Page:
(Photo credit: Boarded-up businesses after race riots in Chinatown at northwest corner of Carrall Street at Pender, 1907: Vancouver Public Library #940)
In recognition of Asian Heritage Month, we remember a painful part of British Columbia’s labour history: The Asiatic Exclusion League.
With high unemployment and a recession in full swing, the Asiatic Exclusion League was formed by the Vancouver Trades and Labour Council in August 1907, with the aim of “keeping Oriental immigrants out of British Columbia”, viewing Asian immigration as a threat to non-Asian workers. This ignored the fact that Chinese lumber mill workers had taken part in the city’s two general strikes, while staging several walkouts of their own during the heyday of the OBU – not to mention countless other contributions to British Columbia’s economy.
Unfortunately, this type of racist labour organization was not a new idea in BC. In Victoria in the late 1870s, the low wage competition prompted unrest and discussion among many workers with the result that on Sept. 1st, 1878, a general union called the Workingman’s Protective Association was formed in the province’s capital. Apparently, this organization was not very concerned with collective bargaining but rather with: “the mutual protection of the working class of BC against the great influx of Chinese; to use all legitimate means for the suppression of their immigration; to assist each other in the obtaining of employment; and to devise means for the amelioration of the condition of the working class of this Province in general.”
The next few months saw considerable activity for the new organization, which attracted several hundred supporters in Victoria. It expanded to open a branch in New Westminster with another forty members. It was avowedly “anti-political”, aside from what they called “the oriental issue” but broke up due to political infighting and personal rivalries after less than one year. Groups such as the Asiatic Exclusion League rose to take their place.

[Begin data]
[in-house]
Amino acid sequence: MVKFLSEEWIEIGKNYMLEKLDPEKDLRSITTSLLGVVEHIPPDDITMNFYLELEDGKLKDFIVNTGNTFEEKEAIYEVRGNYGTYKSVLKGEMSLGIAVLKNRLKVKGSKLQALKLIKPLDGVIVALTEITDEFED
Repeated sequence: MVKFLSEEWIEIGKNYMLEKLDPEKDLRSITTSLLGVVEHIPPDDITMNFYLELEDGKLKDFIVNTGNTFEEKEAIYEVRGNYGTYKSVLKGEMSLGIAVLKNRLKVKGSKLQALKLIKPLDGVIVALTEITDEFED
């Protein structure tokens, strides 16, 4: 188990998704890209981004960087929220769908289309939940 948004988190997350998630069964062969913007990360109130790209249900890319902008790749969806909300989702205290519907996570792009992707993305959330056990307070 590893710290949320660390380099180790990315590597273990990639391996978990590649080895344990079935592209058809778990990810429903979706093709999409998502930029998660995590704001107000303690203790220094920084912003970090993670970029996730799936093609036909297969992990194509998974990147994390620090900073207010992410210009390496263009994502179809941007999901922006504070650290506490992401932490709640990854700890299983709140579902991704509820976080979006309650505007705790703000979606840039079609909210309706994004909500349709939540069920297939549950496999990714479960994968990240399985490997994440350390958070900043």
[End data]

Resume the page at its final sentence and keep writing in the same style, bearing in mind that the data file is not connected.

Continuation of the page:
On September 7th, 1907 thousands of League members and members of the general public rioted in Vancouver, marching into Chinatown and destroying homes and businesses. Windows are smashed, stores looted, and many Chinese people are beaten. After venting their fury on Chinatown, the crowd heads to Powell Street to attack Japantown. However, the Japanese community is forewarned and arms themselves and the crowd is beaten back.
By 1921, the Asiatic Exclusion League, somewhat dormant since the 1907 riot, resurfaced and claimed to have 40,000 B.C. members. Pressure from this group led to the passage of the Chinese Immigration Act of 1923, which ended virtually all Chinese immigration to Canada. Only teachers, church personnel and consular staff are allowed in. The impact of this was immediate: Asian workers made up 20 percent of the workforce in 1918, yet only 12 percent by 1925. Over the next twenty years, no more than 50 Chinese immigrants were able to make their way to Canada.
It took until 1947 for The Chinese Exclusion Act to be repealed. On April 22, 2018, the City of Vancouver formally apologized to the Chinese community for their role in creating legislation, regulations and policies that contributed to the historical discrimination faced by the community. This followed a formal apology from the Provincial Government of BC in May of 2014 which included the creation of a legacy fund to support educational initiatives.
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